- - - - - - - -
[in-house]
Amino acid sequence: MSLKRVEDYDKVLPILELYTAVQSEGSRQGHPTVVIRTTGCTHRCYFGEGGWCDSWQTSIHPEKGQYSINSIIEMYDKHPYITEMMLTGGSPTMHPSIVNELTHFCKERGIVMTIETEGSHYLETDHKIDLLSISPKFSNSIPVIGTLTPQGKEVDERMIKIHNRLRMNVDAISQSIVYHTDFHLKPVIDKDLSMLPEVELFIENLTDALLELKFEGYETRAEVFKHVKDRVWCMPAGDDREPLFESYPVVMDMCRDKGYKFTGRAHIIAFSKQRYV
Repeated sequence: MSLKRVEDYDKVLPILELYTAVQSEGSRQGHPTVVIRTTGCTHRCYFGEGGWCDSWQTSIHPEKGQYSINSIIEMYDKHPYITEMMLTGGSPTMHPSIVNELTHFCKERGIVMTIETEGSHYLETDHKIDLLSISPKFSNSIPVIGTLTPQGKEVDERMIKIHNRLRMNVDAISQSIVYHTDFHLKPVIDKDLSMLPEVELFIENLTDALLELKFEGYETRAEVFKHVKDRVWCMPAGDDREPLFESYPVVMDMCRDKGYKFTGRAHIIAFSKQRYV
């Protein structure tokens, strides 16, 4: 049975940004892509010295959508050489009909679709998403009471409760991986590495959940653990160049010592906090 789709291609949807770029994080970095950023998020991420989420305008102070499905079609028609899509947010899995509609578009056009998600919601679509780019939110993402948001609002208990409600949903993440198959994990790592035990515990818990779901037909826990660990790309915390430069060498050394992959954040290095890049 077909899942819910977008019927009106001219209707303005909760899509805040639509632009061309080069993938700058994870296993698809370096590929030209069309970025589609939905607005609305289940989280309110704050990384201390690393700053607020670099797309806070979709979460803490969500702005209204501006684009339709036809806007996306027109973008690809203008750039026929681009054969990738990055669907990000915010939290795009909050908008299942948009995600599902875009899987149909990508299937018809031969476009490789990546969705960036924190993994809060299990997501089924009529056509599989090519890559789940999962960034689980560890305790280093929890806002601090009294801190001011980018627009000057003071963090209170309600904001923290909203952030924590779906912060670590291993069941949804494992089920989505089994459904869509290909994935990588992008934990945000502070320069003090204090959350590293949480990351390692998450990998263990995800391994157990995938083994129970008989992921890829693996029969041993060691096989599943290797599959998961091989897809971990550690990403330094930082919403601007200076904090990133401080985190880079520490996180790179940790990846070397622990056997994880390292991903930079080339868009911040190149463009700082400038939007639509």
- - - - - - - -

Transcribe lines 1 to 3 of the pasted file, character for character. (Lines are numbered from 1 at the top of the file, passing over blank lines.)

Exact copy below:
[in-house]
Amino acid sequence: MSLKRVEDYDKVLPILELYTAVQSEGSRQGHPTVVIRTTGCTHRCYFGEGGWCDSWQTSIHPEKGQYSINSIIEMYDKHPYITEMMLTGGSPTMHPSIVNELTHFCKERGIVMTIETEGSHYLETDHKIDLLSISPKFSNSIPVIGTLTPQGKEVDERMIKIHNRLRMNVDAISQSIVYHTDFHLKPVIDKDLSMLPEVELFIENLTDALLELKFEGYETRAEVFKHVKDRVWCMPAGDDREPLFESYPVVMDMCRDKGYKFTGRAHIIAFSKQRYV
Repeated sequence: MSLKRVEDYDKVLPILELYTAVQSEGSRQGHPTVVIRTTGCTHRCYFGEGGWCDSWQTSIHPEKGQYSINSIIEMYDKHPYITEMMLTGGSPTMHPSIVNELTHFCKERGIVMTIETEGSHYLETDHKIDLLSISPKFSNSIPVIGTLTPQGKEVDERMIKIHNRLRMNVDAISQSIVYHTDFHLKPVIDKDLSMLPEVELFIENLTDALLELKFEGYETRAEVFKHVKDRVWCMPAGDDREPLFESYPVVMDMCRDKGYKFTGRAHIIAFSKQRYV